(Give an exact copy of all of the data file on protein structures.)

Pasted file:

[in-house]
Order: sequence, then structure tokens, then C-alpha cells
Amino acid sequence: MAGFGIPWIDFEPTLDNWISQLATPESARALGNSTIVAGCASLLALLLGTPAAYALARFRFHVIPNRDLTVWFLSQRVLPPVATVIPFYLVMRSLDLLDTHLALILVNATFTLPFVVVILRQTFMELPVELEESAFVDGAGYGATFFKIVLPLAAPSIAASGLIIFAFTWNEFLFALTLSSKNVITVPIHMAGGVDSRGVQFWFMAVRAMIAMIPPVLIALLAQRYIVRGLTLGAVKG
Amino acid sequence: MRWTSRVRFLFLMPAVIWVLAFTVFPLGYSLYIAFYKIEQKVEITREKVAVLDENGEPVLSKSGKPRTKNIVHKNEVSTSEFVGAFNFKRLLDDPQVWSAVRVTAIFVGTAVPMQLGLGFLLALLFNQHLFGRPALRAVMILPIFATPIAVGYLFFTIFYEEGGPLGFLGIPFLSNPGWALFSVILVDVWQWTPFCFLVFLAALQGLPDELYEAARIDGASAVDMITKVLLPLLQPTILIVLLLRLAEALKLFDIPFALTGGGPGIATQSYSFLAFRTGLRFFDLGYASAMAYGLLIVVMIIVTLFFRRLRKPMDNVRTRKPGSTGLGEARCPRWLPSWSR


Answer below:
[in-house]
Order: sequence, then structure tokens, then C-alpha cells
Amino acid sequence: MAGFGIPWIDFEPTLDNWISQLATPESARALGNSTIVAGCASLLALLLGTPAAYALARFRFHVIPNRDLTVWFLSQRVLPPVATVIPFYLVMRSLDLLDTHLALILVNATFTLPFVVVILRQTFMELPVELEESAFVDGAGYGATFFKIVLPLAAPSIAASGLIIFAFTWNEFLFALTLSSKNVITVPIHMAGGVDSRGVQFWFMAVRAMIAMIPPVLIALLAQRYIVRGLTLGAVKG
Amino acid sequence: MRWTSRVRFLFLMPAVIWVLAFTVFPLGYSLYIAFYKIEQKVEITREKVAVLDENGEPVLSKSGKPRTKNIVHKNEVSTSEFVGAFNFKRLLDDPQVWSAVRVTAIFVGTAVPMQLGLGFLLALLFNQHLFGRPALRAVMILPIFATPIAVGYLFFTIFYEEGGPLGFLGIPFLSNPGWALFSVILVDVWQWTPFCFLVFLAALQGLPDELYEAARIDGASAVDMITKVLLPLLQPTILIVLLLRLAEALKLFDIPFALTGGGPGIATQSYSFLAFRTGLRFFDLGYASAMAYGLLIVVMIIVTLFFRRLRKPMDNVRTRKPGSTGLGEARCPRWLPSWSR